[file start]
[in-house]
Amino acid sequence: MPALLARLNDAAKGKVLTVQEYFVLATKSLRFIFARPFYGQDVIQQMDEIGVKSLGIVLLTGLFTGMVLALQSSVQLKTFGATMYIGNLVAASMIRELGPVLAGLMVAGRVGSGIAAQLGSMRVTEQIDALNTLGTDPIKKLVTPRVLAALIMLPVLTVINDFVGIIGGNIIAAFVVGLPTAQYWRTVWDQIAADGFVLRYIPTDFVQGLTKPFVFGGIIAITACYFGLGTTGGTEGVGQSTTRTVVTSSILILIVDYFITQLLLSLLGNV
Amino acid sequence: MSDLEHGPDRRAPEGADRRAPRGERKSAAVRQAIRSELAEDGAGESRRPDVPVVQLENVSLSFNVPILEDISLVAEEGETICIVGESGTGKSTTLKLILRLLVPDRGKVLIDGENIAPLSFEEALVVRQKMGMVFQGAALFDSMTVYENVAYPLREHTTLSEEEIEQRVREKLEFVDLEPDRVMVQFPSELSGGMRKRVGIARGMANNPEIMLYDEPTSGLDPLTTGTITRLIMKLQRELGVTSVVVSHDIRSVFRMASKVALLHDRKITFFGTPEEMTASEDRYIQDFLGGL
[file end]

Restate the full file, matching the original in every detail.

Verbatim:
[in-house]
Amino acid sequence: MPALLARLNDAAKGKVLTVQEYFVLATKSLRFIFARPFYGQDVIQQMDEIGVKSLGIVLLTGLFTGMVLALQSSVQLKTFGATMYIGNLVAASMIRELGPVLAGLMVAGRVGSGIAAQLGSMRVTEQIDALNTLGTDPIKKLVTPRVLAALIMLPVLTVINDFVGIIGGNIIAAFVVGLPTAQYWRTVWDQIAADGFVLRYIPTDFVQGLTKPFVFGGIIAITACYFGLGTTGGTEGVGQSTTRTVVTSSILILIVDYFITQLLLSLLGNV
Amino acid sequence: MSDLEHGPDRRAPEGADRRAPRGERKSAAVRQAIRSELAEDGAGESRRPDVPVVQLENVSLSFNVPILEDISLVAEEGETICIVGESGTGKSTTLKLILRLLVPDRGKVLIDGENIAPLSFEEALVVRQKMGMVFQGAALFDSMTVYENVAYPLREHTTLSEEEIEQRVREKLEFVDLEPDRVMVQFPSELSGGMRKRVGIARGMANNPEIMLYDEPTSGLDPLTTGTITRLIMKLQRELGVTSVVVSHDIRSVFRMASKVALLHDRKITFFGTPEEMTASEDRYIQDFLGGL